• ½ cup chopped onion (optional)
  • 1 tsp garlic powder or 1-2 cloves garlic finely chopped (optional)
  • 2-3 cups chopped or grated vegetables (zucchini, broccoli, cauliflower, brussels sprouts, asparagus, kale etc.)
  • Coconut or olive oil spray oil (for meatloaf only)
  • Salt and pepper to taste and spices (. Some ideas: dill, basil, parsley, herbs de Provence, oregano)

If you are making meatloaf:

  1. preheat oven to 400
  2. blend ingredients above
  3. spray oil a loaf pan
  4. scoop mixture into pan
  5. bake 45-60 mins
  6. may reheat in toaster oven or microwave

If you are making meatballs

  1. preheat oven to 350
  2. blend ingredients above
  3. place parchment paper on cookie sheet
  4. form 1 1/2 inch balls and place on cookie sheet
  5. bake 25-30 mins

Sneaky Veggie Eggs – 1 serving


  • 1-2 eggs (may add egg whites for volume)
  • 1 small or ½ large zucchini grated (squeeze it a bit in paper towel to get some of the moisture out). May also use other veggies like finely chopped or riced cauliflower or broccoli, baby spinach, baby kale, asparagus, etc.
  • Spray olive or coconut oil
  • Salt and pepper to taste
  • Spices (feel free to experiment. Some ideas: dill, basil, parsley, curry, herbs de Provence, oregano)


  • Beat eggs and egg whites
  • Add veggies, salt and pepper and spices
  • Spray oil cast iron or non-stick ceramic omelet pan
  • Pour eggs into pan and scramble. May also make as an omelet (put veggies in right after you pour eggs into pan so they will cook)

Surviving the holidays with your waistline intact Part 2 – staying on course at parties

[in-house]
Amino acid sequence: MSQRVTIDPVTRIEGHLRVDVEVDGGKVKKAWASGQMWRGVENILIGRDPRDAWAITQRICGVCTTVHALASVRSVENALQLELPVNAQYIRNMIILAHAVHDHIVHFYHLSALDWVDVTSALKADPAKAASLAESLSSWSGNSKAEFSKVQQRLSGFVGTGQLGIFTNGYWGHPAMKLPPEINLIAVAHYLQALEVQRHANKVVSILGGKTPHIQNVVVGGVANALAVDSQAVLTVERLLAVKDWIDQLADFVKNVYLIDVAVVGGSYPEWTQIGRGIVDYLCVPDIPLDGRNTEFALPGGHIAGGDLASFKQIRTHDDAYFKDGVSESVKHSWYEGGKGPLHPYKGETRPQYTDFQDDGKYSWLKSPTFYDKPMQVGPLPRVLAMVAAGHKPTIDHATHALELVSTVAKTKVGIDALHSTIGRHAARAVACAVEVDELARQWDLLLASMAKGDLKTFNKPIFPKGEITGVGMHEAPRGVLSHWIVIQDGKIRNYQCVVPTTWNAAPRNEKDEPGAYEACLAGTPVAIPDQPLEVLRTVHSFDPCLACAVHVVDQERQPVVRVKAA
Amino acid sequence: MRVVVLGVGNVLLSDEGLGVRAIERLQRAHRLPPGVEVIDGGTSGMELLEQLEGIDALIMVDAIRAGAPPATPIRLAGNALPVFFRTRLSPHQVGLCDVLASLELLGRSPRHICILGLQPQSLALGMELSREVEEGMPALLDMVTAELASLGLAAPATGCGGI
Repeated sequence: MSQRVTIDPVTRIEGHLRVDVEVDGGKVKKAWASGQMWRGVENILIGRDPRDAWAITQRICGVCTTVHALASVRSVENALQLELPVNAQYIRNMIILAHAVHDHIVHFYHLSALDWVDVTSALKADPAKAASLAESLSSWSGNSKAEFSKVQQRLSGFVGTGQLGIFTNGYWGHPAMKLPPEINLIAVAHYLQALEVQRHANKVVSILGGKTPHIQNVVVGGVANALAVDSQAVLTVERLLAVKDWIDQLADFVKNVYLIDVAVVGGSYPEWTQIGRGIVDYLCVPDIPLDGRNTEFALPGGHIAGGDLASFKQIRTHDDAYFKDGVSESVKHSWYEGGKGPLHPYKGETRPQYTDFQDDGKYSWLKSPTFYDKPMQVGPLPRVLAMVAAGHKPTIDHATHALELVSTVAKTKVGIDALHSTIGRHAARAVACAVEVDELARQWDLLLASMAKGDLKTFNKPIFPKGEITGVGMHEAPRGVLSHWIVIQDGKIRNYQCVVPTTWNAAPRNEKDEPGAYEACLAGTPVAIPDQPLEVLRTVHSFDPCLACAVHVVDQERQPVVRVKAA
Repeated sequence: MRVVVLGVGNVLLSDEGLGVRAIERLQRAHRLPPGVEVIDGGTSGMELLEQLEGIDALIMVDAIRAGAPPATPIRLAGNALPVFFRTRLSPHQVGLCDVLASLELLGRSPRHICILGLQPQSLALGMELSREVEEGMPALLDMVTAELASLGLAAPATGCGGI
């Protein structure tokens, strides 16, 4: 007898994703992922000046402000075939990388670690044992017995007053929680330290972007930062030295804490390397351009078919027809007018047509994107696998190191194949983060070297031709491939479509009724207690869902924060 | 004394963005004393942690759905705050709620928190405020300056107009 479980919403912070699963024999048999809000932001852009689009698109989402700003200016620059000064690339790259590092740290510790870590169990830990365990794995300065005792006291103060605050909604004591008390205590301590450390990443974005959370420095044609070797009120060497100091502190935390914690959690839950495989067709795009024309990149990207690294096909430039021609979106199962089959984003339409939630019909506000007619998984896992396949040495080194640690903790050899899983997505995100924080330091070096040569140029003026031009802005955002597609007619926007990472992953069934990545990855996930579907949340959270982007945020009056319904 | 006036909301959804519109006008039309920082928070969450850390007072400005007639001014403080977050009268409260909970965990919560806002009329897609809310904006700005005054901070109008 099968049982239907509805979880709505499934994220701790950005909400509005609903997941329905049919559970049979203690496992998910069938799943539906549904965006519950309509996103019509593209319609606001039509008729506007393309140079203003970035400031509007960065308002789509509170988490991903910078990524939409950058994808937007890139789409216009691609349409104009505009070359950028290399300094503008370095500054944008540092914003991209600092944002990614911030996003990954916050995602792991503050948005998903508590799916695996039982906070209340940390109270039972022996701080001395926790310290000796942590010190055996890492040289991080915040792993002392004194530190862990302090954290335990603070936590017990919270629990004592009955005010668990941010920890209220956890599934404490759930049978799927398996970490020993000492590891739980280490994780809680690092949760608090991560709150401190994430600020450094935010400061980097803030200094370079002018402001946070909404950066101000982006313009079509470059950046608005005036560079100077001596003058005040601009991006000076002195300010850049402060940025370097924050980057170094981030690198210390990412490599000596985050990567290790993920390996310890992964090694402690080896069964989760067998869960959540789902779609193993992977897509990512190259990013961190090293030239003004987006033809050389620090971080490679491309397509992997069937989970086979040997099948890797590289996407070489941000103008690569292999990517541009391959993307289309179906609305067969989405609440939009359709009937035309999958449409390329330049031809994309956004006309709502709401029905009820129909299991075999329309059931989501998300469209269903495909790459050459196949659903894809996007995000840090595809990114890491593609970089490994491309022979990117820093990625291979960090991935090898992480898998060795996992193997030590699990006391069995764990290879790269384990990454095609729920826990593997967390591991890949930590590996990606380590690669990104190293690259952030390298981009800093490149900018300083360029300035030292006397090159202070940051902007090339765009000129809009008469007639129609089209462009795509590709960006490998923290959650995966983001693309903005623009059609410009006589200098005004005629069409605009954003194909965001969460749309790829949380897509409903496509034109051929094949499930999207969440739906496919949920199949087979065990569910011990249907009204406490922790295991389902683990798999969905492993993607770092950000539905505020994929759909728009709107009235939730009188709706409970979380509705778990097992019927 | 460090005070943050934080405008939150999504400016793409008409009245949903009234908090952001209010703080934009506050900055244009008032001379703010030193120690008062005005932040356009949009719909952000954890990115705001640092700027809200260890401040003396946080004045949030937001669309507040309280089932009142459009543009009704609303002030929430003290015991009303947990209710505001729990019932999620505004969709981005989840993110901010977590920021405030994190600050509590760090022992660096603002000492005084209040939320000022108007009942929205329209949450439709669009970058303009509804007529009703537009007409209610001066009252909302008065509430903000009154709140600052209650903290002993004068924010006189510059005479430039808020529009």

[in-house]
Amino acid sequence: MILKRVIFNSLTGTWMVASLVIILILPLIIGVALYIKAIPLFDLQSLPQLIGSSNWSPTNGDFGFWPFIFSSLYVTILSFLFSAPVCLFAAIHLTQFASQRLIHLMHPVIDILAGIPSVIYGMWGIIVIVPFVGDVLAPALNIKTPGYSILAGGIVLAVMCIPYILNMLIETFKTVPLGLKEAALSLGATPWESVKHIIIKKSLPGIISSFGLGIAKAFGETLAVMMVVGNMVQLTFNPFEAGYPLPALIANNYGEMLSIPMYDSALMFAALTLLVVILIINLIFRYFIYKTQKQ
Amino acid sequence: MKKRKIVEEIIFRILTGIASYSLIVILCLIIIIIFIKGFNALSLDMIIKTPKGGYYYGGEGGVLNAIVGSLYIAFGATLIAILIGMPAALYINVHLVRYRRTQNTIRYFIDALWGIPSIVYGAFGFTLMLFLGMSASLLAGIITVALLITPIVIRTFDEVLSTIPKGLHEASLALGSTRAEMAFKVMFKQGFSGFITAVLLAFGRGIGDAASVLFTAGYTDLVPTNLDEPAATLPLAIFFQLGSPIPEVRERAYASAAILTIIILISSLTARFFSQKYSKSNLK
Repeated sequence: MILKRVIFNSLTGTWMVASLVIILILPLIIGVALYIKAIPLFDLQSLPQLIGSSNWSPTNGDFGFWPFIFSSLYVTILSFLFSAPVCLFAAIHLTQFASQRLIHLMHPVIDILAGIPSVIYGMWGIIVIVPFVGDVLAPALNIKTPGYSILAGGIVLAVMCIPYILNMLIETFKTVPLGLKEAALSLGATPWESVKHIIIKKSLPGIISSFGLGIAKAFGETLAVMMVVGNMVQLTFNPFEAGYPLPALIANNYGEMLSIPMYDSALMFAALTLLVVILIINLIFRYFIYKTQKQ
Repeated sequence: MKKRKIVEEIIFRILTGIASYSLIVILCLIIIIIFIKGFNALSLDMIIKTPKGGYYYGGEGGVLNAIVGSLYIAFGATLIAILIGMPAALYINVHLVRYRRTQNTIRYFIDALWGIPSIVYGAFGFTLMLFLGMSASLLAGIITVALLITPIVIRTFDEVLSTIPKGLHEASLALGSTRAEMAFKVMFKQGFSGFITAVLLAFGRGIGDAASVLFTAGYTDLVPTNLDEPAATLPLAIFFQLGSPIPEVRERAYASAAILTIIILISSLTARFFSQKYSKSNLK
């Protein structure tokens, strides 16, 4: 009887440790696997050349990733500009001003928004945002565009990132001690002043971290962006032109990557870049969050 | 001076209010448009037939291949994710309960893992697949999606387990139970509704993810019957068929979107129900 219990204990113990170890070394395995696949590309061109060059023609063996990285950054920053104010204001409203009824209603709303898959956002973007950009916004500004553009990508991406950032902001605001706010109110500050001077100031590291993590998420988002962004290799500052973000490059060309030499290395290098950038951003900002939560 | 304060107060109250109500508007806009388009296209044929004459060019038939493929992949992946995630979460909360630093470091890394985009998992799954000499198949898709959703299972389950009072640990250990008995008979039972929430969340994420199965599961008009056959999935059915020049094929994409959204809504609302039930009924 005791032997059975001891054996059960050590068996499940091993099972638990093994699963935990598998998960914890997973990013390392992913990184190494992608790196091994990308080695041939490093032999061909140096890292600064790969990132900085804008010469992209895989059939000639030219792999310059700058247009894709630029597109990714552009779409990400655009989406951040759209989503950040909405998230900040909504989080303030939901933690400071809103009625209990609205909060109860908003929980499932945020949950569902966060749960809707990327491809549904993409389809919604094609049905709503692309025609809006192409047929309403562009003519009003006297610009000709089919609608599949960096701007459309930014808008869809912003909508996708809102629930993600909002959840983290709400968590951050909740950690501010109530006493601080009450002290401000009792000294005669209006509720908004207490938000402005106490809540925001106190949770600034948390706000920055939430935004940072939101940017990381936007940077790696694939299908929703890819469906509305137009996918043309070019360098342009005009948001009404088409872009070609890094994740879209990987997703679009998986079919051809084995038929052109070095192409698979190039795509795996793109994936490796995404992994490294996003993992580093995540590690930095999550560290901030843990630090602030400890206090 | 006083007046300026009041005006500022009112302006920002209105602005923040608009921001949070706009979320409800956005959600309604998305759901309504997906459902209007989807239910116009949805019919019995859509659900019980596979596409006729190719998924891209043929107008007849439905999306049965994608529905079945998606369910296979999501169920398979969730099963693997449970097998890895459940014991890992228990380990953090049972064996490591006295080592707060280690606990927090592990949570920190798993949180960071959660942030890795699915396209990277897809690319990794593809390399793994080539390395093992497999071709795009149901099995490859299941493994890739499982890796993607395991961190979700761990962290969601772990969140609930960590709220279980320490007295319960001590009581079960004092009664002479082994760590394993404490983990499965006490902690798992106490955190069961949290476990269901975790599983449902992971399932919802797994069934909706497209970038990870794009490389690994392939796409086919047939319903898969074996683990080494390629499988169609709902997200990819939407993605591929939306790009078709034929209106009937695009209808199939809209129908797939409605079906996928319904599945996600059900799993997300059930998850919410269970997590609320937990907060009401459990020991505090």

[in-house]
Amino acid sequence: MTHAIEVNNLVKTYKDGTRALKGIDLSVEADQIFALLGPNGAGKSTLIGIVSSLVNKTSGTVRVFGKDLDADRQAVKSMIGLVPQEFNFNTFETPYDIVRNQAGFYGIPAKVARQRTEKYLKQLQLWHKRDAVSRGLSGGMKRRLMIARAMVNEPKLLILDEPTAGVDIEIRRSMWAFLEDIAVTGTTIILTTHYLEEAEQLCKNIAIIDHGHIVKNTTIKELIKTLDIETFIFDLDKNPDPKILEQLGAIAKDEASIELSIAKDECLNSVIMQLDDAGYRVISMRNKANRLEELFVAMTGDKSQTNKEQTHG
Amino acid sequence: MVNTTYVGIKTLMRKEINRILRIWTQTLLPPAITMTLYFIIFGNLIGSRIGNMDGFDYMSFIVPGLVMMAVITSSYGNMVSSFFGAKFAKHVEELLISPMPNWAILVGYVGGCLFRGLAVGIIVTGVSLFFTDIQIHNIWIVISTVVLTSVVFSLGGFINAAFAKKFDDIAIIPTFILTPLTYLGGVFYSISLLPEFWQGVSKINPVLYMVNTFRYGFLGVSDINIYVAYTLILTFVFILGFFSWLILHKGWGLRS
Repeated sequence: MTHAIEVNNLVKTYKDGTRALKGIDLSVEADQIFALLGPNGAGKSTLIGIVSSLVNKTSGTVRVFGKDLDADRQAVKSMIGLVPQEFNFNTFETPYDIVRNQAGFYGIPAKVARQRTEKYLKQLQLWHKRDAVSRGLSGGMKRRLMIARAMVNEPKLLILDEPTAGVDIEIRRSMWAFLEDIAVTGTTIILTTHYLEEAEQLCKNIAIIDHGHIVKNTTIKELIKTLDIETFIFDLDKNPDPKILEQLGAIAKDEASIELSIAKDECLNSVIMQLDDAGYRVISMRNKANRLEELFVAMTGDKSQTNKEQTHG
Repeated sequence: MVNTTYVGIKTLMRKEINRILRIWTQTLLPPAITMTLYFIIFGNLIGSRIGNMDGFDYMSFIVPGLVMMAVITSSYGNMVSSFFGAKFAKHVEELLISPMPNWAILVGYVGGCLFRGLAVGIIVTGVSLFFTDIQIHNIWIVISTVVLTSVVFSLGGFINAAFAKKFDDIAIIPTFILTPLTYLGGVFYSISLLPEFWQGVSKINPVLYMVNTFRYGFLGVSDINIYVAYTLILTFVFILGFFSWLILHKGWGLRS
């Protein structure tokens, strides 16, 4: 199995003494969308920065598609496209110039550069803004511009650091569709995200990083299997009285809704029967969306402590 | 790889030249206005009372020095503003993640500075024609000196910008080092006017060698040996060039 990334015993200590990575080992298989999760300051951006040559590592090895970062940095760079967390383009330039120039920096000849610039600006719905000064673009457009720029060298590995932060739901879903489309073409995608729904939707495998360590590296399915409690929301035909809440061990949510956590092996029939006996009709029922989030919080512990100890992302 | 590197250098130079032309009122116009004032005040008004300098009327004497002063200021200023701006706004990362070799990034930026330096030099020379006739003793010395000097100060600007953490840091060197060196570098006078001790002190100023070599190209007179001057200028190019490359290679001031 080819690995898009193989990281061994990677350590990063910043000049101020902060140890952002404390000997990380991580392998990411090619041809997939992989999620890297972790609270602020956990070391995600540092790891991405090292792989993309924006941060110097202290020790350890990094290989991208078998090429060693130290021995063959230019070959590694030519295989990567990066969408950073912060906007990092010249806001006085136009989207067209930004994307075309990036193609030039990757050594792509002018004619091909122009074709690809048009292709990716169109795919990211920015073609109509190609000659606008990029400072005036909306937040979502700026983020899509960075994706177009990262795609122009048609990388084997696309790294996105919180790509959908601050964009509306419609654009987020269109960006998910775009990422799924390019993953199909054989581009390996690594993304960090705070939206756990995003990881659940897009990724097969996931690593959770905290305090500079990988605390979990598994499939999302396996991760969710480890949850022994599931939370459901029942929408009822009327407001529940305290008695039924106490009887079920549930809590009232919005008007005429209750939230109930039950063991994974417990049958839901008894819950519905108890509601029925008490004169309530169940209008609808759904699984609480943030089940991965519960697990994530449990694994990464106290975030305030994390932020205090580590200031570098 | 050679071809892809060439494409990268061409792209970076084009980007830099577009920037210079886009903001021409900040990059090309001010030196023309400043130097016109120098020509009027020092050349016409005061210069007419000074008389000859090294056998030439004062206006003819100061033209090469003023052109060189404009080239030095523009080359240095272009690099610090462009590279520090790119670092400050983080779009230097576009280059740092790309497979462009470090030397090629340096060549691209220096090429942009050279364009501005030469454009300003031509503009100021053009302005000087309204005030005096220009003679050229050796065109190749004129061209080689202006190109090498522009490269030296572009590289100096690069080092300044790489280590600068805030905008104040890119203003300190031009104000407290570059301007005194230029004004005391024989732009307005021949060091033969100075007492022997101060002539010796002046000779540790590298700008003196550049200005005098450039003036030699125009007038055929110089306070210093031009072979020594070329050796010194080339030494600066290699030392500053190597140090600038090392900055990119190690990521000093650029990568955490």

Nothing strikes fear in the heart of dieters over the holidays than having to to say no to a well-meaning host or hostess. And lots of us don’t want to miss out on some amazing meal or fancy cocktails. Therefore, a big part of planning for success over the holidays is having a strategy for parties.

We typically have 3 fears around events:

#1 Fear of missing out (FOMO)

Overeating and overdrinking are baked into (no pun intended) our culture – especially around holiday time. At almost all parties, people are walking around with fancy foods and glamorous-looking alcoholic drinks. When you stop overdrinking and overeating, you and almost feel alone because everything in our culture is almost against you.

But, before you take a bite of that cake or a drink of that champagne, stop ask yourself…why am I here?

Truly, you can eat or drink at home or ANY time so that can’t possibly be the reason to attend a party. Many of my clients tell me that alcohol and food makes parties more fun and believe that they are missing out on some amazing fun thing by not eating and drinking but, think about that for a second. Is the party really more fun or does it just seem fun? Think about little children at a party. They have a great time regardless of what food is served. Often times they are having so much fun they forget to eat. Isn’t that what a party is all about? Having fun with others?

Some of this FOMO feeling likely comes from our intense (and natural) fear of rejection

Most of us have a deep seated fear of being rejected if we act differently than others. As humans we are wired to fit in with the herd so this can seem a little scary. But ask yourself, is it true that people care deeply if I drink that glass wine? Are they going to want to be my friend if I eat the that brownie? Do you care that much what others consume?

And are you really missing out?

There will always be more food. The food will not run out. There will always be another opportunity to eat or drink or whatever. I promise.

#2: Fear that we can’t trust ourselves

Sometimes we are so worried about overeating and overdrinking that we either stay away from social events or stress ourselves to the point of overeating and drinking to push away the stressful thoughts. But, there is another way. In last week’s blog I discussed planning ahead. I recommend writing an eating/drinking plan 24 hours before each party or social gathering. If a plan is written you are much more likely to stick to it. Read your plan right before you get to the party.

#3 Fear of offending a host